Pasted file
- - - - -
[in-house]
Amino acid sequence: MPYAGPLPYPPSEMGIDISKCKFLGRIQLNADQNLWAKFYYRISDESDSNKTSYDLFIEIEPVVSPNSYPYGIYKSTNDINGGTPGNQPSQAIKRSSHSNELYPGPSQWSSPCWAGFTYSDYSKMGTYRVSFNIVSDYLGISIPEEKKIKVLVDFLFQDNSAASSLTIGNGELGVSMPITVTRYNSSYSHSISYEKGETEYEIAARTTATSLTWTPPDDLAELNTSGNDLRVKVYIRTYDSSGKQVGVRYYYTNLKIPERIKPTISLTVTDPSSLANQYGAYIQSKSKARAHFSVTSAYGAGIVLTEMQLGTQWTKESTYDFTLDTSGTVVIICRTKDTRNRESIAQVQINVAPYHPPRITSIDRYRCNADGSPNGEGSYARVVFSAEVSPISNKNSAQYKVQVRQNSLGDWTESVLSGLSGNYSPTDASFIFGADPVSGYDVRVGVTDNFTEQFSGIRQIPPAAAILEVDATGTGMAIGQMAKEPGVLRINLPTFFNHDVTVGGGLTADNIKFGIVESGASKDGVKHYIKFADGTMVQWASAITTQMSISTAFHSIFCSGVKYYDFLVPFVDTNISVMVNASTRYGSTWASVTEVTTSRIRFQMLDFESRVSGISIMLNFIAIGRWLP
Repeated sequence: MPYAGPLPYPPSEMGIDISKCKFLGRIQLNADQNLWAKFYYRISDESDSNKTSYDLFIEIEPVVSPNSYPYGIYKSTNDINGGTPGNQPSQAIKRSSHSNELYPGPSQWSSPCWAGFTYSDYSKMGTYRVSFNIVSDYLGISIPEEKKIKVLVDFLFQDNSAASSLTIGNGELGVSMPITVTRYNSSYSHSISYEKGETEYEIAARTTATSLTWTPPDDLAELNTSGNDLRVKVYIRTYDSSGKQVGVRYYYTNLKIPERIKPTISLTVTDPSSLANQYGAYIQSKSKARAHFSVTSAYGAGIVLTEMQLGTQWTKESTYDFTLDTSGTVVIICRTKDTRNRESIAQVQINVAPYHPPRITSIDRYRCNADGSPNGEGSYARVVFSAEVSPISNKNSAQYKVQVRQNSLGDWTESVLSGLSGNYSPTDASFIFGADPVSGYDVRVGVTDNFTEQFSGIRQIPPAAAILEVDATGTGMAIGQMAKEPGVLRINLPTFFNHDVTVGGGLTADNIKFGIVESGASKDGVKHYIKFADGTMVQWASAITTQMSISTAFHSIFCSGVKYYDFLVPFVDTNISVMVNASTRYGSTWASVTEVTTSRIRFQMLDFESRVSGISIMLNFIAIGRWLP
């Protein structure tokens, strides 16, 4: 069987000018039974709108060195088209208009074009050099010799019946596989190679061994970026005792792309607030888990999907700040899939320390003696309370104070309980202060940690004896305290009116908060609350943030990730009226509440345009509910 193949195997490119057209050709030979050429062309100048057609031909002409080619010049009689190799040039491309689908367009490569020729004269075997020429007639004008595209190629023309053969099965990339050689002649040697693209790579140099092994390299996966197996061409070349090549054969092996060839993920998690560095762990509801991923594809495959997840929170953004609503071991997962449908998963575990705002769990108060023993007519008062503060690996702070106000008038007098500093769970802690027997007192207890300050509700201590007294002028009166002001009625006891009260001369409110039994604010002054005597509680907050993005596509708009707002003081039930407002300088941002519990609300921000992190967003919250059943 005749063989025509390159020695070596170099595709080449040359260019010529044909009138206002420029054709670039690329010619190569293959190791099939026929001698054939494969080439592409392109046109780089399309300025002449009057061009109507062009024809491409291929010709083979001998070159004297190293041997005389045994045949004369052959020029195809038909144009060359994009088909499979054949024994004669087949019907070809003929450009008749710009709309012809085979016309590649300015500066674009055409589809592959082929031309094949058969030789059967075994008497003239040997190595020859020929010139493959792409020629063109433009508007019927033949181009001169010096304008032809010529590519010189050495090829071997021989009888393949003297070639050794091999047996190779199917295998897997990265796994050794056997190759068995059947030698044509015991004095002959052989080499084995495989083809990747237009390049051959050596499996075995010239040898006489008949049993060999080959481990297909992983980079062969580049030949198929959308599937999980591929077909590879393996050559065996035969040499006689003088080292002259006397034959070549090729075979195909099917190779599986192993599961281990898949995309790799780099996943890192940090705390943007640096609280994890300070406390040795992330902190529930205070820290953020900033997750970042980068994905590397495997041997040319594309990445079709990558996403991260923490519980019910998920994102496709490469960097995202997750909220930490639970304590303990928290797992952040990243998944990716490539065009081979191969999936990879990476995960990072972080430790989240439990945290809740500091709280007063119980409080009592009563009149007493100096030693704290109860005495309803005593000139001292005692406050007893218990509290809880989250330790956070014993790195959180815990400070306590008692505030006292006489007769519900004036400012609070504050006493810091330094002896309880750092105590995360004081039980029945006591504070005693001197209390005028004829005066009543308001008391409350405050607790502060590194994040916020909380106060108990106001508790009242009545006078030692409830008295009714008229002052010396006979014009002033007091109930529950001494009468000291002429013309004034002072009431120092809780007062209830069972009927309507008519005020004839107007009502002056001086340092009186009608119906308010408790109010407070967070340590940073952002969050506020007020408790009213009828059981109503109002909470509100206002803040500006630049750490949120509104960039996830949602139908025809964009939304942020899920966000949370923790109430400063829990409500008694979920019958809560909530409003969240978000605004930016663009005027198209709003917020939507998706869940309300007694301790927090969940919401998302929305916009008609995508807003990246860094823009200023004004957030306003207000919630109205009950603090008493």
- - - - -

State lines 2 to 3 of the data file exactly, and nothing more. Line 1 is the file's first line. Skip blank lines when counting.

Amino acid sequence: MPYAGPLPYPPSEMGIDISKCKFLGRIQLNADQNLWAKFYYRISDESDSNKTSYDLFIEIEPVVSPNSYPYGIYKSTNDINGGTPGNQPSQAIKRSSHSNELYPGPSQWSSPCWAGFTYSDYSKMGTYRVSFNIVSDYLGISIPEEKKIKVLVDFLFQDNSAASSLTIGNGELGVSMPITVTRYNSSYSHSISYEKGETEYEIAARTTATSLTWTPPDDLAELNTSGNDLRVKVYIRTYDSSGKQVGVRYYYTNLKIPERIKPTISLTVTDPSSLANQYGAYIQSKSKARAHFSVTSAYGAGIVLTEMQLGTQWTKESTYDFTLDTSGTVVIICRTKDTRNRESIAQVQINVAPYHPPRITSIDRYRCNADGSPNGEGSYARVVFSAEVSPISNKNSAQYKVQVRQNSLGDWTESVLSGLSGNYSPTDASFIFGADPVSGYDVRVGVTDNFTEQFSGIRQIPPAAAILEVDATGTGMAIGQMAKEPGVLRINLPTFFNHDVTVGGGLTADNIKFGIVESGASKDGVKHYIKFADGTMVQWASAITTQMSISTAFHSIFCSGVKYYDFLVPFVDTNISVMVNASTRYGSTWASVTEVTTSRIRFQMLDFESRVSGISIMLNFIAIGRWLP
Repeated sequence: MPYAGPLPYPPSEMGIDISKCKFLGRIQLNADQNLWAKFYYRISDESDSNKTSYDLFIEIEPVVSPNSYPYGIYKSTNDINGGTPGNQPSQAIKRSSHSNELYPGPSQWSSPCWAGFTYSDYSKMGTYRVSFNIVSDYLGISIPEEKKIKVLVDFLFQDNSAASSLTIGNGELGVSMPITVTRYNSSYSHSISYEKGETEYEIAARTTATSLTWTPPDDLAELNTSGNDLRVKVYIRTYDSSGKQVGVRYYYTNLKIPERIKPTISLTVTDPSSLANQYGAYIQSKSKARAHFSVTSAYGAGIVLTEMQLGTQWTKESTYDFTLDTSGTVVIICRTKDTRNRESIAQVQINVAPYHPPRITSIDRYRCNADGSPNGEGSYARVVFSAEVSPISNKNSAQYKVQVRQNSLGDWTESVLSGLSGNYSPTDASFIFGADPVSGYDVRVGVTDNFTEQFSGIRQIPPAAAILEVDATGTGMAIGQMAKEPGVLRINLPTFFNHDVTVGGGLTADNIKFGIVESGASKDGVKHYIKFADGTMVQWASAITTQMSISTAFHSIFCSGVKYYDFLVPFVDTNISVMVNASTRYGSTWASVTEVTTSRIRFQMLDFESRVSGISIMLNFIAIGRWLP